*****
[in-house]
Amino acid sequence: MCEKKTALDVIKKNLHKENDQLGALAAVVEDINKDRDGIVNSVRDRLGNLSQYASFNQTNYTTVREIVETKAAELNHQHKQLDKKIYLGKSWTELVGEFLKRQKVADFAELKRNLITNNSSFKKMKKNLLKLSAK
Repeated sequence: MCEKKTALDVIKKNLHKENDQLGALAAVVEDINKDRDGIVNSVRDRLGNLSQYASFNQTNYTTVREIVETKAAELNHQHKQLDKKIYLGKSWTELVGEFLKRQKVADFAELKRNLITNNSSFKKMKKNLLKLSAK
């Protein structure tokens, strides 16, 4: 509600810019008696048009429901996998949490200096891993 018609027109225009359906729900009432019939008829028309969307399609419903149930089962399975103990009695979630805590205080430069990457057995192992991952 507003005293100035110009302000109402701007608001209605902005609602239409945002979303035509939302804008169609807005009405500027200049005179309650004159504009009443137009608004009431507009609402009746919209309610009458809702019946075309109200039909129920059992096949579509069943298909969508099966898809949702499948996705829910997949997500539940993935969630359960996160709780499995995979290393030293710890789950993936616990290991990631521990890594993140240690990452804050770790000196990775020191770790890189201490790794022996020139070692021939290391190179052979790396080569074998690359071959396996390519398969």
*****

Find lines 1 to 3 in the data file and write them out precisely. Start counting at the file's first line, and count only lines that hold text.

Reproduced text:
[in-house]
Amino acid sequence: MCEKKTALDVIKKNLHKENDQLGALAAVVEDINKDRDGIVNSVRDRLGNLSQYASFNQTNYTTVREIVETKAAELNHQHKQLDKKIYLGKSWTELVGEFLKRQKVADFAELKRNLITNNSSFKKMKKNLLKLSAK
Repeated sequence: MCEKKTALDVIKKNLHKENDQLGALAAVVEDINKDRDGIVNSVRDRLGNLSQYASFNQTNYTTVREIVETKAAELNHQHKQLDKKIYLGKSWTELVGEFLKRQKVADFAELKRNLITNNSSFKKMKKNLLKLSAK